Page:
Lecture and class sizes will grow. Over the next two years universities will be permitted to over-enrol by as much as 10 percent as a transition to full demand-driven funding by 2012. This will ensure that student-staff ratios, which soared from 13:1 in 1990 to 20:1 by 2006, will only worsen.
Gillard presented the government’s plan as an expansion of higher education, setting a target of lifting student numbers by 300,000, and raising the proportion of 25-34-year-olds with a degree from 32 percent to 40 percent, by 2025. But she promised no extra funding, referring instead to “budgetary constraints,” and has since declared that the global economic crisis had “pounded” the government’s budget, making it “only responsible” to defer higher education spending.
The deputy prime minister also spelled out the government’s support for a “student entitlement model”—a voucher by another name—in the VET sector. She said the Victorian state Labor government was “most advanced down this path, with assistance from the Commonwealth”. In the Victorian system, government-run Technical and Further Education (TAFE) colleges and private providers fight each other for students, with private operators now permitted to undercut their public rivals by charging lower enrolment fees.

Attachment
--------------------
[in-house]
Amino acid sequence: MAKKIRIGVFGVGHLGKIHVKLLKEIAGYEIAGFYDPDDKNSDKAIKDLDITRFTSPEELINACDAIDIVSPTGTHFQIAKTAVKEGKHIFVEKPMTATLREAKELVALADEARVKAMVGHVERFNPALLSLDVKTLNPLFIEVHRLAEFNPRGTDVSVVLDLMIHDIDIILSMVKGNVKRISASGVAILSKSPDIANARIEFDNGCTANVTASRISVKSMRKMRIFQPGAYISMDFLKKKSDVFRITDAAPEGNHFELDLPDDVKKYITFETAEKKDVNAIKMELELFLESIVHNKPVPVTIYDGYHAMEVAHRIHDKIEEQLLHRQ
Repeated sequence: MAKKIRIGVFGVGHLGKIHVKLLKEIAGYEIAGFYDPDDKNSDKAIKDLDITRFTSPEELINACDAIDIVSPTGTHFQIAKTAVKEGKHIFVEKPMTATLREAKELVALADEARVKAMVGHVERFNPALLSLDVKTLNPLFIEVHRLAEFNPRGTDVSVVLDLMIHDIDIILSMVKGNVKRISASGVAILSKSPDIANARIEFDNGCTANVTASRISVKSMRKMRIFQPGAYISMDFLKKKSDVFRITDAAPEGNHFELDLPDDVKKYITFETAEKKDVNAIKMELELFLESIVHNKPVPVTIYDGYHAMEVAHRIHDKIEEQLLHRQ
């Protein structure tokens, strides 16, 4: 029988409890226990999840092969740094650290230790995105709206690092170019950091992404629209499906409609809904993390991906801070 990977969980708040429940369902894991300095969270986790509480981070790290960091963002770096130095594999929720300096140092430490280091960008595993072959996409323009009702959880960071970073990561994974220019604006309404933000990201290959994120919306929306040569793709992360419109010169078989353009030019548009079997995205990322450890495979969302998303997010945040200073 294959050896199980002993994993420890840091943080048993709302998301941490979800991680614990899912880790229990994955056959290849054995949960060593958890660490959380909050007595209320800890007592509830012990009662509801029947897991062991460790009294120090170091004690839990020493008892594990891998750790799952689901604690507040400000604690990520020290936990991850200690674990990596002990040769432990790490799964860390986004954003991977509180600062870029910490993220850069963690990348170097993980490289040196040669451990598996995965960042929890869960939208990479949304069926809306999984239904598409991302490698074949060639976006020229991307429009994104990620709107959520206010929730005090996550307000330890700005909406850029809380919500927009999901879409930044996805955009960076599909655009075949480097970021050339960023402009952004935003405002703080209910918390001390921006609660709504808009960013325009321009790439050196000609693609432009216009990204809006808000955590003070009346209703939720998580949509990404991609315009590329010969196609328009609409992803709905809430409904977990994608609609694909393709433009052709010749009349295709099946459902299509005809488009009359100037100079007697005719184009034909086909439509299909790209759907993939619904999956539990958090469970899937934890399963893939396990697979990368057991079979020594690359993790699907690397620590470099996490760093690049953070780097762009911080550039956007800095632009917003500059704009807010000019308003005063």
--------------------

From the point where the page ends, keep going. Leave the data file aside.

Gillard foreshadowed the merging of the VET and university sectors, so that universities would offer more vocational courses, and public and private VET providers would award undergraduate degrees, making the “education market” far more amenable to employer needs. She emphasised that “a key pillar of VET is a diverse system encompassing public and private providers tasked with meeting the existing and future skill needs”.
The government is anxious to expand Australia’s lucrative international student “industry” into the VET arena. Over the past three decades, fees charged to overseas students have become the country’s third highest export earner, after iron ore and coal. Under Labor’s plan, universities will become even more dependent on full fee-paying overseas students to remain afloat. To drive this process, a new regulatory and quality agency will accredit higher education institutions, and carry out audits of standards and performance.